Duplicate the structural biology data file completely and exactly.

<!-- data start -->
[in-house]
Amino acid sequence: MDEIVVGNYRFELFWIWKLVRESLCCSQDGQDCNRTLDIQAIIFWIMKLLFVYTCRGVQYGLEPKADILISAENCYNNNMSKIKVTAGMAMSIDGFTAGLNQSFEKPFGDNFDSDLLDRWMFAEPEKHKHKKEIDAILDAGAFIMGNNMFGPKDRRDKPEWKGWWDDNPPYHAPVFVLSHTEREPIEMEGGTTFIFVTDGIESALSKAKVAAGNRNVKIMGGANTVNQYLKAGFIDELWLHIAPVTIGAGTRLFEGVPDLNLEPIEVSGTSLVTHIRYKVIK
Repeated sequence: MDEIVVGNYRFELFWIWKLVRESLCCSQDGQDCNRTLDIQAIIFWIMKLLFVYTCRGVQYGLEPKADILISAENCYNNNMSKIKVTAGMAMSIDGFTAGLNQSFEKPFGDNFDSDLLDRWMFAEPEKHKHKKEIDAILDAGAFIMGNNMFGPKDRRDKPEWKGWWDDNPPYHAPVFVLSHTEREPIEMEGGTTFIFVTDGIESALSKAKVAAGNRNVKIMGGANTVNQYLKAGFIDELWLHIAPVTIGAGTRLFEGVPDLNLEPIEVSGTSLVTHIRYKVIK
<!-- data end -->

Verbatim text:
[in-house]
Amino acid sequence: MDEIVVGNYRFELFWIWKLVRESLCCSQDGQDCNRTLDIQAIIFWIMKLLFVYTCRGVQYGLEPKADILISAENCYNNNMSKIKVTAGMAMSIDGFTAGLNQSFEKPFGDNFDSDLLDRWMFAEPEKHKHKKEIDAILDAGAFIMGNNMFGPKDRRDKPEWKGWWDDNPPYHAPVFVLSHTEREPIEMEGGTTFIFVTDGIESALSKAKVAAGNRNVKIMGGANTVNQYLKAGFIDELWLHIAPVTIGAGTRLFEGVPDLNLEPIEVSGTSLVTHIRYKVIK
Repeated sequence: MDEIVVGNYRFELFWIWKLVRESLCCSQDGQDCNRTLDIQAIIFWIMKLLFVYTCRGVQYGLEPKADILISAENCYNNNMSKIKVTAGMAMSIDGFTAGLNQSFEKPFGDNFDSDLLDRWMFAEPEKHKHKKEIDAILDAGAFIMGNNMFGPKDRRDKPEWKGWWDDNPPYHAPVFVLSHTEREPIEMEGGTTFIFVTDGIESALSKAKVAAGNRNVKIMGGANTVNQYLKAGFIDELWLHIAPVTIGAGTRLFEGVPDLNLEPIEVSGTSLVTHIRYKVIK